Bonhoeffer uses a similar phrase 'worldly Christianity'. It's J Gresham Machen that I want to line up most closely with. See his Christianity and culture here. Having done commentaries on Proverbs (Heavenly Wisdom) and Song of Songs (Heavenly Love), a matching title for Ecclesiastes would be Heavenly Worldliness. For my stance on worldliness, see 3 posts here.

Bitesize Farel and Knox

Another two biographies in the bitesize series cover the Reformers Farel (1489-1565) and Knox (1514-1572). These two biographies stick to the remit quite well, the latter written by a retired pastor (John J Murray) and the former by an academic.
There are eight chapters on Farel, the eighth being an assessment looking at his character and mission; Scripture, God's will and true righteousness, the Sacraments and his spirituality. The book does well to show that Farel was an important figure in his own right even though he was clearly not of the stature of Calvin. It made me want to hunt out the brief theology he wrote and look at it again. The style is fine although certain sentences read like bad translations. Was it translated from French by its Canadian author, Jason Zuidema?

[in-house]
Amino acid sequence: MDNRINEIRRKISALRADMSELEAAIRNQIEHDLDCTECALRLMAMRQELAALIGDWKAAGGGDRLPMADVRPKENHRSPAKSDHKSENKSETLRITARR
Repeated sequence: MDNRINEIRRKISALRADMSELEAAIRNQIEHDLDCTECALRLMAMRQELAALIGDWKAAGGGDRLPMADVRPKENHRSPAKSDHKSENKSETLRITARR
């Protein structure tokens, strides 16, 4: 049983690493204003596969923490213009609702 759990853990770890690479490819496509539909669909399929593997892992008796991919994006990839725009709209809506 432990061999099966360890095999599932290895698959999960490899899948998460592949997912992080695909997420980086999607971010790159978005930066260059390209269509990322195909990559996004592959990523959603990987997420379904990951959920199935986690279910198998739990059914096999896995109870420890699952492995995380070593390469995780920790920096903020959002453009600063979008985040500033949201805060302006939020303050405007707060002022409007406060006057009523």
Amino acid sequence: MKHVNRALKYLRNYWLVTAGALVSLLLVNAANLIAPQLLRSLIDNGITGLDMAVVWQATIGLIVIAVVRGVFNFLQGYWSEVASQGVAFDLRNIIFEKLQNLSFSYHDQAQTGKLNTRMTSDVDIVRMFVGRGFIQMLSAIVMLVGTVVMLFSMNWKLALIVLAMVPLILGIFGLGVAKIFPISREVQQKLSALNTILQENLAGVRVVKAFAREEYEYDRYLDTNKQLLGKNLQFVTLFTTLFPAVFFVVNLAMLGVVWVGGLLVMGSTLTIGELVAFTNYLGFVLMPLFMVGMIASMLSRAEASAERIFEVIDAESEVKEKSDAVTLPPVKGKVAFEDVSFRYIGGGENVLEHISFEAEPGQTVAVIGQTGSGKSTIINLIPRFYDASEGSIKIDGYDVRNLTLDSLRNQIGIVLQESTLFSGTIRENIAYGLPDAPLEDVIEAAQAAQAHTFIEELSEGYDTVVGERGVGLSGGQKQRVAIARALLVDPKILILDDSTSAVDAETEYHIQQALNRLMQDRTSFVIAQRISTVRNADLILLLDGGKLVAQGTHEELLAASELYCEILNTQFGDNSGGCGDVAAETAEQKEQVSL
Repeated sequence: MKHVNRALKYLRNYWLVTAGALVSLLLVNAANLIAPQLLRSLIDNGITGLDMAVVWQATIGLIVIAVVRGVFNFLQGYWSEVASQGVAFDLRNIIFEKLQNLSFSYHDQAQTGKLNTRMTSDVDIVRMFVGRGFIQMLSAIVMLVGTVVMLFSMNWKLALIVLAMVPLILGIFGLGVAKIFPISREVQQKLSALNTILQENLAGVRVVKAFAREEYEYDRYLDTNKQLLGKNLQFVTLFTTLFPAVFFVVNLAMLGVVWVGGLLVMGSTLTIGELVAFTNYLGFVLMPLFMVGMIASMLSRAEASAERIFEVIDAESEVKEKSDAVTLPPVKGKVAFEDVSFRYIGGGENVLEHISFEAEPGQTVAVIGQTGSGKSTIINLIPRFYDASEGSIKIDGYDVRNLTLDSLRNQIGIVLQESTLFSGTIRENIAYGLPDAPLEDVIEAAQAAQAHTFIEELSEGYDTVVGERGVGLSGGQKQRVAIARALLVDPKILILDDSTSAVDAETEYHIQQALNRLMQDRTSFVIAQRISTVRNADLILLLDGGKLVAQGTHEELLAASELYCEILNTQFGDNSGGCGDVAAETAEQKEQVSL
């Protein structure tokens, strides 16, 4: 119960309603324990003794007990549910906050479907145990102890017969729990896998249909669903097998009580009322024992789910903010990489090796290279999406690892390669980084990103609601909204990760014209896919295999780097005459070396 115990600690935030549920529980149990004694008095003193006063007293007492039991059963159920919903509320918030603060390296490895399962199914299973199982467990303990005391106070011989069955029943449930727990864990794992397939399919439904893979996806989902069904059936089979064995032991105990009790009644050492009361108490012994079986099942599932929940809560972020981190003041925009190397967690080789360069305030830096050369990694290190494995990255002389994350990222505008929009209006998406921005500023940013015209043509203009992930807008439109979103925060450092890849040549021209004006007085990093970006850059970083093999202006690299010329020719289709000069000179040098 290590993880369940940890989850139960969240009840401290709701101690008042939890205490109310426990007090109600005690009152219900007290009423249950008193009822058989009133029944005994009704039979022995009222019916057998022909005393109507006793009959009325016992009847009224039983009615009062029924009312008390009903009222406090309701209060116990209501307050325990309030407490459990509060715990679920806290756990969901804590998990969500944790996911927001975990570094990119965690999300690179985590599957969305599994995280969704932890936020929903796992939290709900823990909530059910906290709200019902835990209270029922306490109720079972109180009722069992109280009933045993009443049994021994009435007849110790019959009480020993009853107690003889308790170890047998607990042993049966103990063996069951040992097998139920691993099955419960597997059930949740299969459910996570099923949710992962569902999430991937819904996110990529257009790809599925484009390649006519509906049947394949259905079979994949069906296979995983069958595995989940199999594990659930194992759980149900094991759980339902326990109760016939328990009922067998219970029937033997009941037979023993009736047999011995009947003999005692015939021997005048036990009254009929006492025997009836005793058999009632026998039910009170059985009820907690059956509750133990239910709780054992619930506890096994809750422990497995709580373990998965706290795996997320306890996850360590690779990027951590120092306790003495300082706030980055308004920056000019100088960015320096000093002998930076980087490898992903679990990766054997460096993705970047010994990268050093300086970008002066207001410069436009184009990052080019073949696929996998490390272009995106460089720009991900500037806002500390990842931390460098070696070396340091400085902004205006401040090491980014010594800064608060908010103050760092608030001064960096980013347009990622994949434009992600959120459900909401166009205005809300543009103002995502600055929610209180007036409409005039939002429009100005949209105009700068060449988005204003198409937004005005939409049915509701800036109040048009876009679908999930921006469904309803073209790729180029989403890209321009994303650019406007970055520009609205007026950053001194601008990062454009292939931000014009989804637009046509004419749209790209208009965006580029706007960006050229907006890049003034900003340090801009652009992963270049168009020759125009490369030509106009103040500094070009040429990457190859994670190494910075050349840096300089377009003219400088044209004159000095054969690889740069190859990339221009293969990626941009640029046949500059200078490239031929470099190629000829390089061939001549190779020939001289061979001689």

No problems of that sort in John J Murray's fine survey of the life of Knox. Slightly shorter, perhaps, it has 12 chapters, the final one being on the Knox legacy and noting that he was the man for the hour, impelled by the fear of God, a preacher of God's Word, a Reformer by conviction, one who made Geneva the model for Scotland, who laid foundations for the future state and who made Scotland over I his own image. It is good to be reading about Knox in this anniversary year and with the Scots voting next Autumn too. (Steve Lawrence's contributions in the Banner are good too).
The Farel paperback has a glossy cover for some reason. All the rest are in matt. 

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